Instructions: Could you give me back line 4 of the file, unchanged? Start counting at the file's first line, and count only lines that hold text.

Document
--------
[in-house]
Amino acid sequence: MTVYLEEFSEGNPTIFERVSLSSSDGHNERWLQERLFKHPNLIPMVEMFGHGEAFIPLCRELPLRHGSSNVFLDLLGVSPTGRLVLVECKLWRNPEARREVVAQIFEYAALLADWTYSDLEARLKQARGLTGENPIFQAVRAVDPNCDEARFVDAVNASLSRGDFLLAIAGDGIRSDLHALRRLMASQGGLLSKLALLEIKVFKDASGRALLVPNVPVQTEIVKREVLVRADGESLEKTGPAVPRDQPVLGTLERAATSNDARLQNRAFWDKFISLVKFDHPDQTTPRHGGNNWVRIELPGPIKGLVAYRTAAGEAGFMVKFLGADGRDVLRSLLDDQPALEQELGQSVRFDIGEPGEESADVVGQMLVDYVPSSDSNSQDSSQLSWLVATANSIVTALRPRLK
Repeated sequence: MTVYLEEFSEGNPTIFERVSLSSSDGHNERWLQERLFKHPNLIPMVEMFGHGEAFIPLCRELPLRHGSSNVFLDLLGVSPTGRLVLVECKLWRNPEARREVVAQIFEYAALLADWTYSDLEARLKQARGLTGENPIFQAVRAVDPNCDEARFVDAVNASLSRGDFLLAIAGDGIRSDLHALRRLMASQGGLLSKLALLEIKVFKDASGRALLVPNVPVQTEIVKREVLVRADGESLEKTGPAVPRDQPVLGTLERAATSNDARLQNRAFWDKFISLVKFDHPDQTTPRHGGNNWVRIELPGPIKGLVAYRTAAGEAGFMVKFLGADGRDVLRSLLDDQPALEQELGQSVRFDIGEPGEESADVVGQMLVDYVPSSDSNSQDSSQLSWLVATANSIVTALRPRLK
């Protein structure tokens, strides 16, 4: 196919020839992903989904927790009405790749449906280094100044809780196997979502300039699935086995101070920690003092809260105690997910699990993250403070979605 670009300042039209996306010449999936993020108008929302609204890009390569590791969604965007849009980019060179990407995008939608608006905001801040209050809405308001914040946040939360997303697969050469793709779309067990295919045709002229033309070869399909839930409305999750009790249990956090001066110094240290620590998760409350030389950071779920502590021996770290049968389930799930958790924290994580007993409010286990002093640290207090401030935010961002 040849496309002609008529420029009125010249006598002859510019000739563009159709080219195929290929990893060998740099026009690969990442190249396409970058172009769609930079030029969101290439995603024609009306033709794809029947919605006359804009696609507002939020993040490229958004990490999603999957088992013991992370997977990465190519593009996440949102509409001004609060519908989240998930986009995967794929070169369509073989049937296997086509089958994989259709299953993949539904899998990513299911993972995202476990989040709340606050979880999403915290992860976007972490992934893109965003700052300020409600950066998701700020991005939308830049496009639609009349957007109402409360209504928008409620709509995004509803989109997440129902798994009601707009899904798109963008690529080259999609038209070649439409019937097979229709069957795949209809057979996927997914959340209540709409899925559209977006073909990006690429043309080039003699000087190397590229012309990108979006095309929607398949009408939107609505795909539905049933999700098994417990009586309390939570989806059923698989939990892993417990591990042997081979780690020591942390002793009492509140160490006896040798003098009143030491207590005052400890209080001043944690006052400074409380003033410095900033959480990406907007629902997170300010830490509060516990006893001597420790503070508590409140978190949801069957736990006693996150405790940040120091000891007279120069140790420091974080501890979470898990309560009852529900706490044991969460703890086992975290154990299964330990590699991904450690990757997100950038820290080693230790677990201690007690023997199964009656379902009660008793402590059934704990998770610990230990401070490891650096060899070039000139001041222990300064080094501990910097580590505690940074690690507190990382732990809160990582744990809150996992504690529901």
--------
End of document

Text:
């Protein structure tokens, strides 16, 4: 196919020839992903989904927790009405790749449906280094100044809780196997979502300039699935086995101070920690003092809260105690997910699990993250403070979605 670009300042039209996306010449999936993020108008929302609204890009390569590791969604965007849009980019060179990407995008939608608006905001801040209050809405308001914040946040939360997303697969050469793709779309067990295919045709002229033309070869399909839930409305999750009790249990956090001066110094240290620590998760409350030389950071779920502590021996770290049968389930799930958790924290994580007993409010286990002093640290207090401030935010961002 040849496309002609008529420029009125010249006598002859510019000739563009159709080219195929290929990893060998740099026009690969990442190249396409970058172009769609930079030029969101290439995603024609009306033709794809029947919605006359804009696609507002939020993040490229958004990490999603999957088992013991992370997977990465190519593009996440949102509409001004609060519908989240998930986009995967794929070169369509073989049937296997086509089958994989259709299953993949539904899998990513299911993972995202476990989040709340606050979880999403915290992860976007972490992934893109965003700052300020409600950066998701700020991005939308830049496009639609009349957007109402409360209504928008409620709509995004509803989109997440129902798994009601707009899904798109963008690529080259999609038209070649439409019937097979229709069957795949209809057979996927997914959340209540709409899925559209977006073909990006690429043309080039003699000087190397590229012309990108979006095309929607398949009408939107609505795909539905049933999700098994417990009586309390939570989806059923698989939990892993417990591990042997081979780690020591942390002793009492509140160490006896040798003098009143030491207590005052400890209080001043944690006052400074409380003033410095900033959480990406907007629902997170300010830490509060516990006893001597420790503070508590409140978190949801069957736990006693996150405790940040120091000891007279120069140790420091974080501890979470898990309560009852529900706490044991969460703890086992975290154990299964330990590699991904450690990757997100950038820290080693230790677990201690007690023997199964009656379902009660008793402590059934704990998770610990230990401070490891650096060899070039000139001041222990300064080094501990910097580590505690940074690690507190990382732990809160990582744990809150996992504690529901």